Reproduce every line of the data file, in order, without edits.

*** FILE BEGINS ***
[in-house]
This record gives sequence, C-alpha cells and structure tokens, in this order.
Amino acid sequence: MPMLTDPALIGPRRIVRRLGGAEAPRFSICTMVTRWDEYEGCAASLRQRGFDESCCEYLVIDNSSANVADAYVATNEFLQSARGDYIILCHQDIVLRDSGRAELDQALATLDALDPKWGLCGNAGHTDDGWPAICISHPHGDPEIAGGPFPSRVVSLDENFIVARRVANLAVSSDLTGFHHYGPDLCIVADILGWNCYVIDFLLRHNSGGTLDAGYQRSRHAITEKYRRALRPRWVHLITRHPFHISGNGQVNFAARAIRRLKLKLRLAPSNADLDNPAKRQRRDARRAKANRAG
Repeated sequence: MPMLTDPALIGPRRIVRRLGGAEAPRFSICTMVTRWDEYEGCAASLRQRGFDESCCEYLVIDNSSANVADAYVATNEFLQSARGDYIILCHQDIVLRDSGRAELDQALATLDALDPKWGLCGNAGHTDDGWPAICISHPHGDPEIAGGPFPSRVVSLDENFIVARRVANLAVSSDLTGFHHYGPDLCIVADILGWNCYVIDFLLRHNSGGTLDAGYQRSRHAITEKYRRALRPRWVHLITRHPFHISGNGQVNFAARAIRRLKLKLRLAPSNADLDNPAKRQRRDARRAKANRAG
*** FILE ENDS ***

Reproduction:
[in-house]
This record gives sequence, C-alpha cells and structure tokens, in this order.
Amino acid sequence: MPMLTDPALIGPRRIVRRLGGAEAPRFSICTMVTRWDEYEGCAASLRQRGFDESCCEYLVIDNSSANVADAYVATNEFLQSARGDYIILCHQDIVLRDSGRAELDQALATLDALDPKWGLCGNAGHTDDGWPAICISHPHGDPEIAGGPFPSRVVSLDENFIVARRVANLAVSSDLTGFHHYGPDLCIVADILGWNCYVIDFLLRHNSGGTLDAGYQRSRHAITEKYRRALRPRWVHLITRHPFHISGNGQVNFAARAIRRLKLKLRLAPSNADLDNPAKRQRRDARRAKANRAG
Repeated sequence: MPMLTDPALIGPRRIVRRLGGAEAPRFSICTMVTRWDEYEGCAASLRQRGFDESCCEYLVIDNSSANVADAYVATNEFLQSARGDYIILCHQDIVLRDSGRAELDQALATLDALDPKWGLCGNAGHTDDGWPAICISHPHGDPEIAGGPFPSRVVSLDENFIVARRVANLAVSSDLTGFHHYGPDLCIVADILGWNCYVIDFLLRHNSGGTLDAGYQRSRHAITEKYRRALRPRWVHLITRHPFHISGNGQVNFAARAIRRLKLKLRLAPSNADLDNPAKRQRRDARRAKANRAG